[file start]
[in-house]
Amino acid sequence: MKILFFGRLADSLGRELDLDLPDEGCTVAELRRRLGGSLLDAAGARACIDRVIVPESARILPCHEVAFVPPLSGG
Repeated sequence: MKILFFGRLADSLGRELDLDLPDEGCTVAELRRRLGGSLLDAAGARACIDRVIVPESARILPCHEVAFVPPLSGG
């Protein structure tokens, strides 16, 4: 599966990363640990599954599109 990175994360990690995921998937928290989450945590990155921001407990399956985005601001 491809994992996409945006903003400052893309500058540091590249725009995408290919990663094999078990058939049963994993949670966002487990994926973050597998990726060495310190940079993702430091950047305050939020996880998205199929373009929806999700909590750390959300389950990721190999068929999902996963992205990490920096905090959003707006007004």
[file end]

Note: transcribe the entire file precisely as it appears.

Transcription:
[in-house]
Amino acid sequence: MKILFFGRLADSLGRELDLDLPDEGCTVAELRRRLGGSLLDAAGARACIDRVIVPESARILPCHEVAFVPPLSGG
Repeated sequence: MKILFFGRLADSLGRELDLDLPDEGCTVAELRRRLGGSLLDAAGARACIDRVIVPESARILPCHEVAFVPPLSGG
């Protein structure tokens, strides 16, 4: 599966990363640990599954599109 990175994360990690995921998937928290989450945590990155921001407990399956985005601001 491809994992996409945006903003400052893309500058540091590249725009995408290919990663094999078990058939049963994993949670966002487990994926973050597998990726060495310190940079993702430091950047305050939020996880998205199929373009929806999700909590750390959300389950990721190999068929999902996963992205990490920096905090959003707006007004």